“I don’t know how to do things like say, ‘Oh Joe, that’s a brilliant idea. Thank you so much for coming up with it.’ I say things like, ‘Joe, I’m sorry you felt like you had to restate something I said 20 minutes ago. Would you like me to be clearer next time?’ ”

May we all strive for this level of bravery. Especially when it comes to the ownership of our ideas.  If we don’t standup for ourselves, we will lose out.

For this next part, I am thankful for Ingrid giving us the opportunity to discuss this.  I can remember having dinner with colleagues and it being assumed that I would be dismissed after dinner as the men would move venues and continue to network… It was like something out of the Titanic movie where “she talks of the men retiring to brandy and cigars”.  I, like Ingrid, will not be “dismissed.” The next few quotes may shock some, but I can assure you this is the world we live in.  If you are around top leaders, you will be put in these uncomfortable settings and you will have to decide how to manage it.

Like Lynn told us, you will need to be prepared to know your boundaries… This will be different for all of us, but know you have the right to sit at the table if you choose to. You also have the right not to…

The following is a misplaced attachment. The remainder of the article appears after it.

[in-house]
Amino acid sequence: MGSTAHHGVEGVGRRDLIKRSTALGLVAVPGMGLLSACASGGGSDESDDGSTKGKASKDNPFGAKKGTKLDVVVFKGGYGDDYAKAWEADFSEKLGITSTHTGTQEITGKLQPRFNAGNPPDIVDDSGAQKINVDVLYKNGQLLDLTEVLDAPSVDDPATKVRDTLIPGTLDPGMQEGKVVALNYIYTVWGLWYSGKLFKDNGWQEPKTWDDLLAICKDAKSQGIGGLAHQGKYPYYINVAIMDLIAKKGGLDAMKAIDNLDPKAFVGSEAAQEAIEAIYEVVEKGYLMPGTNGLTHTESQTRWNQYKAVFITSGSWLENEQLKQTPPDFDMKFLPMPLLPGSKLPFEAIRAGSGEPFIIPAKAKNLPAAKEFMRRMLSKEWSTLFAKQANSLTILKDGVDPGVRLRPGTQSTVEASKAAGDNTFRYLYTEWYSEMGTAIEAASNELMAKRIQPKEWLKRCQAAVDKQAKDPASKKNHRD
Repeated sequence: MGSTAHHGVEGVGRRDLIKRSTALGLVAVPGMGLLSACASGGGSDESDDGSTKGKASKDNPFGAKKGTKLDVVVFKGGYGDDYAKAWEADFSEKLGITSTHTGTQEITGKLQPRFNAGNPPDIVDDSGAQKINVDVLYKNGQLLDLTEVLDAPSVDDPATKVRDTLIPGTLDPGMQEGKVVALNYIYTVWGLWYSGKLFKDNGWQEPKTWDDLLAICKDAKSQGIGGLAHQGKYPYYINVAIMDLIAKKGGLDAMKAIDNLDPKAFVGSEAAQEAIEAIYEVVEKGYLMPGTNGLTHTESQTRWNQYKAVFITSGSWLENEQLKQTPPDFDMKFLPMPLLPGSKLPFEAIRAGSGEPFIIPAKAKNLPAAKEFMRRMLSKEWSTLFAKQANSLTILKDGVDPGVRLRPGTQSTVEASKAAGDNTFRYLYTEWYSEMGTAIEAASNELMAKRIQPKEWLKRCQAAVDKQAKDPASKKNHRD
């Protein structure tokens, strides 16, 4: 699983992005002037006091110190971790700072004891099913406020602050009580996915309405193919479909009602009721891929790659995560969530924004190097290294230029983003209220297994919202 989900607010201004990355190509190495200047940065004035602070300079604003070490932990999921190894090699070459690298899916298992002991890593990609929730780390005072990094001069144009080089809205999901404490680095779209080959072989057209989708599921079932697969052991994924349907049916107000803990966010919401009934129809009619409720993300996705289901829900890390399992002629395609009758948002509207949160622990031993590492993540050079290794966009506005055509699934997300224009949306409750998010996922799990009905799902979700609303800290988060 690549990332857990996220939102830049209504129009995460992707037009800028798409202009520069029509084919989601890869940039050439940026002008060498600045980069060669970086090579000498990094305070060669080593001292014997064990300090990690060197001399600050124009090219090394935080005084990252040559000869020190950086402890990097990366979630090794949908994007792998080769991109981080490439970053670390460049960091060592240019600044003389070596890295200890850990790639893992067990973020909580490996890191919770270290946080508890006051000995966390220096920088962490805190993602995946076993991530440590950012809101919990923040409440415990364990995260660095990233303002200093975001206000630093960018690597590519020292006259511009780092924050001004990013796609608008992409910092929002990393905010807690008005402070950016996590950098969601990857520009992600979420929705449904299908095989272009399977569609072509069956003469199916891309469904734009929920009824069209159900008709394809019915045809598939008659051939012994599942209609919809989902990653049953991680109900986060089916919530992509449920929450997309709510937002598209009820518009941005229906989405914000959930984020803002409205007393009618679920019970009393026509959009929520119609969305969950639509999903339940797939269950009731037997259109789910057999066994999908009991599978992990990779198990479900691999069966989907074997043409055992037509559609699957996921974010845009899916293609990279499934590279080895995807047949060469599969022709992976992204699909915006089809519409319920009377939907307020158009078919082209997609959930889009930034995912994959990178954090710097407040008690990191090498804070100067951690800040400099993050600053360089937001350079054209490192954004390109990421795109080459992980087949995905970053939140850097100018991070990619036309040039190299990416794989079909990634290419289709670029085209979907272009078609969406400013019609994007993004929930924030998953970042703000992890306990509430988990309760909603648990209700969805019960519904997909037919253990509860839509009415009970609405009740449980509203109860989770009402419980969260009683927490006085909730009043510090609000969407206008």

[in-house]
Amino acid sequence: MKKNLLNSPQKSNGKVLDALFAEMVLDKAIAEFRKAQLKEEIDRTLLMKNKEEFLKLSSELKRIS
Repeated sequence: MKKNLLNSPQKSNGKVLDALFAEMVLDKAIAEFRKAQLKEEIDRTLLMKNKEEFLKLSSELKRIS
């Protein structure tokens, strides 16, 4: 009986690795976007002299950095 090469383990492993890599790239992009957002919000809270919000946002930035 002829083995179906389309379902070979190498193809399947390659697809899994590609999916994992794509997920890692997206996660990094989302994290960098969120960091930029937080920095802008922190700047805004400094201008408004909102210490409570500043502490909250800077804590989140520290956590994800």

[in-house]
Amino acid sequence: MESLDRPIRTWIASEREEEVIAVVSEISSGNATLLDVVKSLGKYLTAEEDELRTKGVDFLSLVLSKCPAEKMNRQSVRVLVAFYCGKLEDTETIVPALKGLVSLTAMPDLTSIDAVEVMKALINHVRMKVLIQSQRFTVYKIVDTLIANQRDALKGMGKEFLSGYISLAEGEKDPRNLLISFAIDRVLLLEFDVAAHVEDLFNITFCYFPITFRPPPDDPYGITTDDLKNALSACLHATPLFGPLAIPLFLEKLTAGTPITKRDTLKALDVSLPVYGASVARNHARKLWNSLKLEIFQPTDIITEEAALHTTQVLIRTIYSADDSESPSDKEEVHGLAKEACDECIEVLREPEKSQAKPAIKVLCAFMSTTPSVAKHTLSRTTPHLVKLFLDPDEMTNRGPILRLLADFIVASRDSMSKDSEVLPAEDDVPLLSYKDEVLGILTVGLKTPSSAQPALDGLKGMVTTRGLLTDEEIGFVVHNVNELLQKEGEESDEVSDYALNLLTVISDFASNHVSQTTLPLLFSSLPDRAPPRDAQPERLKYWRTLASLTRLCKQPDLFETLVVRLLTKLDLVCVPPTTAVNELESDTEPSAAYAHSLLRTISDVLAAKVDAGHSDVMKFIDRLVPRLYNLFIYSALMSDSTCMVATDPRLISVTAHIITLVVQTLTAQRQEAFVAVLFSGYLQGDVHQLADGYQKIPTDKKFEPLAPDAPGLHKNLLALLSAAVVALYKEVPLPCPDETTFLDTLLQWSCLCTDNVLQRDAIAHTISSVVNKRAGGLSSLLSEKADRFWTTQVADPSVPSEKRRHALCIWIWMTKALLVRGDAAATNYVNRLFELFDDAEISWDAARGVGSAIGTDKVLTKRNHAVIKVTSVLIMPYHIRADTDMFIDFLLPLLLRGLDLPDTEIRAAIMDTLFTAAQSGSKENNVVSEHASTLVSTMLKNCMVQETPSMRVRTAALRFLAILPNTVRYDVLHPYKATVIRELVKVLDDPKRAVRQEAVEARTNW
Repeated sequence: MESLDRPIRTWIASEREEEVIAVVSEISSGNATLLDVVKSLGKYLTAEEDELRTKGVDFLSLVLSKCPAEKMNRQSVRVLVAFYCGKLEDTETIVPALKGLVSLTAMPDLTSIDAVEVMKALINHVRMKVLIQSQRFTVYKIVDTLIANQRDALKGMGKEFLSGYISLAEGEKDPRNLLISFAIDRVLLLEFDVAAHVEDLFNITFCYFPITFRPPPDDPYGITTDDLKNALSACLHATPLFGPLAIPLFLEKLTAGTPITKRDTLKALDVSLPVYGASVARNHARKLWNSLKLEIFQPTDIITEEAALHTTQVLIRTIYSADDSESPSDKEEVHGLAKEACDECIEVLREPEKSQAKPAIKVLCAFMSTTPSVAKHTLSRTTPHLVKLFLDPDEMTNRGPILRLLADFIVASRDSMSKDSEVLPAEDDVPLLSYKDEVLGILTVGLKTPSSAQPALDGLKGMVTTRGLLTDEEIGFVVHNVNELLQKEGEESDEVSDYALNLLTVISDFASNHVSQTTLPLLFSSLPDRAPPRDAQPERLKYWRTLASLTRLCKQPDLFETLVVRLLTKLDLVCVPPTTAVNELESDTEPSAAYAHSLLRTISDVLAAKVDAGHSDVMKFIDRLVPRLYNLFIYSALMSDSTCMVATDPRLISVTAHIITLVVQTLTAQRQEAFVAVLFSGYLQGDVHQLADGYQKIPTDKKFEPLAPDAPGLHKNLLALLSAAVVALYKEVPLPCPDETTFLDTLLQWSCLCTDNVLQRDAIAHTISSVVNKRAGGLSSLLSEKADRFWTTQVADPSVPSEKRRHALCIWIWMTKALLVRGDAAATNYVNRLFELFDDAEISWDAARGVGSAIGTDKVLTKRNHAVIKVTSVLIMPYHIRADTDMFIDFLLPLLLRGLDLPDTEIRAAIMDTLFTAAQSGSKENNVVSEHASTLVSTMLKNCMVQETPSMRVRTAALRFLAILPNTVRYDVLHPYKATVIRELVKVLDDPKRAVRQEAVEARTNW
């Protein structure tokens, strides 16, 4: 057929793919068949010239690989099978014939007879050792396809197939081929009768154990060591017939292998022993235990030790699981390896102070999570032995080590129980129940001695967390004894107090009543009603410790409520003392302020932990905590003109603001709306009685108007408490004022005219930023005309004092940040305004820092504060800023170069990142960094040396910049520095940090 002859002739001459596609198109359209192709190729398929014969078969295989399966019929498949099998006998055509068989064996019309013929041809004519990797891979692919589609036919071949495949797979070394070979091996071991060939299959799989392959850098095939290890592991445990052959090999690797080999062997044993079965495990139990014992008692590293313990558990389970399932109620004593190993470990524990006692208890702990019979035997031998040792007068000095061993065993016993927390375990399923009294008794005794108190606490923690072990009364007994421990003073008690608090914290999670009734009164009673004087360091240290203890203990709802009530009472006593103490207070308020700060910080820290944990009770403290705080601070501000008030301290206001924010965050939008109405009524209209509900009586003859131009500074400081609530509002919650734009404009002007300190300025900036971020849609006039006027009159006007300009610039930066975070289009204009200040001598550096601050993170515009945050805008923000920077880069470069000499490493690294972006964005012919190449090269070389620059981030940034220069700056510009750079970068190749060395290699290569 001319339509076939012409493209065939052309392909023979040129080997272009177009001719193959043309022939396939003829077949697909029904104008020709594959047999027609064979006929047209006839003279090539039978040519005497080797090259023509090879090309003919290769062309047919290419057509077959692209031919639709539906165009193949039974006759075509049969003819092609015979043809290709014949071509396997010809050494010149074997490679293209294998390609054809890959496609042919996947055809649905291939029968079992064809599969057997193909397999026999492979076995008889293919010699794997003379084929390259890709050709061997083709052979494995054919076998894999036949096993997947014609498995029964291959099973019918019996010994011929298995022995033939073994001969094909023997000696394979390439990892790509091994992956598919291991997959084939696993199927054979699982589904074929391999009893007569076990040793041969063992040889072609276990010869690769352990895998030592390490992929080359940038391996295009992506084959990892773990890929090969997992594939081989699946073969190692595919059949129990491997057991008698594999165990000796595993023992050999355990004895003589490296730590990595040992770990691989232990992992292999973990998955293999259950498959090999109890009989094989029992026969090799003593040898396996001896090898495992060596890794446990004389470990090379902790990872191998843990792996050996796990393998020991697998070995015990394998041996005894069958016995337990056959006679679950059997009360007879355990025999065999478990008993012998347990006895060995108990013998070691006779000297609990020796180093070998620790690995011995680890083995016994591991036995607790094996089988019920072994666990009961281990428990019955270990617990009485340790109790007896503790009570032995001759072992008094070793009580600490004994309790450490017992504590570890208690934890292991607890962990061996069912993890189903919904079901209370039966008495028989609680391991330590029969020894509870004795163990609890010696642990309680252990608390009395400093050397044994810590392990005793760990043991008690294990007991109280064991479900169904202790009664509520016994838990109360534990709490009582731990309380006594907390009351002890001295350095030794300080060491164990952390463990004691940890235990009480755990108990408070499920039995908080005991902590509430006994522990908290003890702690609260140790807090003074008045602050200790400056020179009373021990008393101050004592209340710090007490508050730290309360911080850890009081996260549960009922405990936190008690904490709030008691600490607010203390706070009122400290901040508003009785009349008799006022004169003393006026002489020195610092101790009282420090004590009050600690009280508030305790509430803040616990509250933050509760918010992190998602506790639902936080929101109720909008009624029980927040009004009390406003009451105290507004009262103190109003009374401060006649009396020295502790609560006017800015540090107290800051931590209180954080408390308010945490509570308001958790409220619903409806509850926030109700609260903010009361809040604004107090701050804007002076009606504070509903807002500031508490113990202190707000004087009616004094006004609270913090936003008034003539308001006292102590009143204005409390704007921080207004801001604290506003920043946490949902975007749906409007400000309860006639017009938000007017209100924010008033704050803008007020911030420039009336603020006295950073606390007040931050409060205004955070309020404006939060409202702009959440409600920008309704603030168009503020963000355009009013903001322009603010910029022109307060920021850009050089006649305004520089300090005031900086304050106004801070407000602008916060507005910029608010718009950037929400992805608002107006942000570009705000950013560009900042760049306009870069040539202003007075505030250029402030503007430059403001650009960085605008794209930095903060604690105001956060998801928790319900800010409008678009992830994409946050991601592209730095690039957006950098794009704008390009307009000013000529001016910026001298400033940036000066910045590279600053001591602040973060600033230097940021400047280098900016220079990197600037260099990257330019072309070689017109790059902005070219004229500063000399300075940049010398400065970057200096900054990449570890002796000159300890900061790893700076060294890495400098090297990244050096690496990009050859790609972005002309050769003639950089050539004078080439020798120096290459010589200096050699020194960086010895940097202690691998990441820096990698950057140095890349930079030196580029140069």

“Corporate America has been built around the support of the fraternity, from the places where “deals are done” to the business that is done over brown liquor and cigars. The fraternity was built to help men get from one stage to another is one that seems impenetrable for women… Fraternities have built a certain kind of toxic business environment of insiders and exclusion. I questioned the assumption that I should try to join.”

“When I was managing a team of all men who would invite me to lunches, but would never take me to Friday night happy hour… so I followed them once. And walked straight into the strip club that was three and a half blocks from work. And sat down with them and said, “hey, I’m a part of this team and if I have to sit here to remind you I’m a part of this team, then I’ll sit here to remind you that I’m a part of this team.”

This reminds me of a conversation I had recently that started with the question, ‘How do you decide who to hang out with at business events?’  The response was “ I am very particular about who I go out with.  I have to trust them completely”.   I believe this is where women need to invest their time growing their network.  We need to have the same “I’ve got your back or I’ll protect you” peer group that the men in our network have… It’s worth studying.  I am not saying we all need to start meeting in the red light district, but we should continue to meet and grow in trusting each other.

We can continue this conversation around building trust in a peer group – let me know if you’ll be at any upcoming events and we’ll see if we can Connect with Purpose!

On to the next episode

Reflecting on episode 7 of the Empowering Women Podcast

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I really enjoyed the last two episodes because they opened my eyes to additional career paths that are meaningful and have an element of responsibility to our communities.